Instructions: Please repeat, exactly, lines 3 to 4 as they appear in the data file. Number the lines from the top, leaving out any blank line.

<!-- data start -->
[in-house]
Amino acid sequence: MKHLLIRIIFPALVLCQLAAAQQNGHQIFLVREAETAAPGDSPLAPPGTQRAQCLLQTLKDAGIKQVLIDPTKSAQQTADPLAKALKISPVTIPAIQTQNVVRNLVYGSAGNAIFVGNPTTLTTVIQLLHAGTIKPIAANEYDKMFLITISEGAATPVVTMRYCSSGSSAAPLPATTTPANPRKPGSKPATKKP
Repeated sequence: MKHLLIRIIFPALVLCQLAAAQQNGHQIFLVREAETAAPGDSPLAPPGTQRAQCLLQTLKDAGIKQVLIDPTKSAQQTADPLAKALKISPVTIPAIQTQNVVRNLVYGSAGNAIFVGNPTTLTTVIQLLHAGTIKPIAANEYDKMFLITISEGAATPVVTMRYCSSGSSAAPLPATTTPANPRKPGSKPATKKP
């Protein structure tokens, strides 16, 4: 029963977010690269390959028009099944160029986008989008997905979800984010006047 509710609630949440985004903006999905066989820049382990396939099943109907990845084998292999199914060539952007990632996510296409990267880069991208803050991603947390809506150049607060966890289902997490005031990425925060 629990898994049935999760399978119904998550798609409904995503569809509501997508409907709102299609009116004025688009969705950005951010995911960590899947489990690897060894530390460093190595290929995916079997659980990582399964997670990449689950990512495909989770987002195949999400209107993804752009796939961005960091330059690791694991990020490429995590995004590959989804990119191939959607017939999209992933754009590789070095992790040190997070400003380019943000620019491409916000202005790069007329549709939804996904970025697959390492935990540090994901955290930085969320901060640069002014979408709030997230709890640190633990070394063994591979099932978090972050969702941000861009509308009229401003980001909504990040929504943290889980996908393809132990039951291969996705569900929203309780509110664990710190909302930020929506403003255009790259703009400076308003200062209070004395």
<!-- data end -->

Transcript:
Repeated sequence: MKHLLIRIIFPALVLCQLAAAQQNGHQIFLVREAETAAPGDSPLAPPGTQRAQCLLQTLKDAGIKQVLIDPTKSAQQTADPLAKALKISPVTIPAIQTQNVVRNLVYGSAGNAIFVGNPTTLTTVIQLLHAGTIKPIAANEYDKMFLITISEGAATPVVTMRYCSSGSSAAPLPATTTPANPRKPGSKPATKKP
């Protein structure tokens, strides 16, 4: 029963977010690269390959028009099944160029986008989008997905979800984010006047 509710609630949440985004903006999905066989820049382990396939099943109907990845084998292999199914060539952007990632996510296409990267880069991208803050991603947390809506150049607060966890289902997490005031990425925060 629990898994049935999760399978119904998550798609409904995503569809509501997508409907709102299609009116004025688009969705950005951010995911960590899947489990690897060894530390460093190595290929995916079997659980990582399964997670990449689950990512495909989770987002195949999400209107993804752009796939961005960091330059690791694991990020490429995590995004590959989804990119191939959607017939999209992933754009590789070095992790040190997070400003380019943000620019491409916000202005790069007329549709939804996904970025697959390492935990540090994901955290930085969320901060640069002014979408709030997230709890640190633990070394063994591979099932978090972050969702941000861009509308009229401003980001909504990040929504943290889980996908393809132990039951291969996705569900929203309780509110664990710190909302930020929506403003255009790259703009400076308003200062209070004395």